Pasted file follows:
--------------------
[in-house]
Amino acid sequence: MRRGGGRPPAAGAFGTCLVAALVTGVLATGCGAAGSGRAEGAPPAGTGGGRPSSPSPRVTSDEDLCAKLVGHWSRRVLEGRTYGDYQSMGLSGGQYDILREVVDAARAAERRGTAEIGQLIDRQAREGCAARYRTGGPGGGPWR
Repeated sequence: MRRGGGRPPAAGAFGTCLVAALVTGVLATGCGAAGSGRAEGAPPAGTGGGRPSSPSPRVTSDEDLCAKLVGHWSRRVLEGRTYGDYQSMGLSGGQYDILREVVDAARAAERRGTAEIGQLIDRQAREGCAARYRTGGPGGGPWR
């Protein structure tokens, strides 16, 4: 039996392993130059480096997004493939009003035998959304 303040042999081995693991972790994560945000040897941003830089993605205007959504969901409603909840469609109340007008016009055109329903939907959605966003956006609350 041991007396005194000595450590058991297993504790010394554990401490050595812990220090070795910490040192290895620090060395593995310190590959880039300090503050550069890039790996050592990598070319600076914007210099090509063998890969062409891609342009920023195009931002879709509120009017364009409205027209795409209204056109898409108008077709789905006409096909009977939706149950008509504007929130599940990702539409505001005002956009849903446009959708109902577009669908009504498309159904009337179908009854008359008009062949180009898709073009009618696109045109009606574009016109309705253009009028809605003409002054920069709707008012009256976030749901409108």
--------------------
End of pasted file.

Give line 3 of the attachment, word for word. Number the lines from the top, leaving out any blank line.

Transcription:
Repeated sequence: MRRGGGRPPAAGAFGTCLVAALVTGVLATGCGAAGSGRAEGAPPAGTGGGRPSSPSPRVTSDEDLCAKLVGHWSRRVLEGRTYGDYQSMGLSGGQYDILREVVDAARAAERRGTAEIGQLIDRQAREGCAARYRTGGPGGGPWR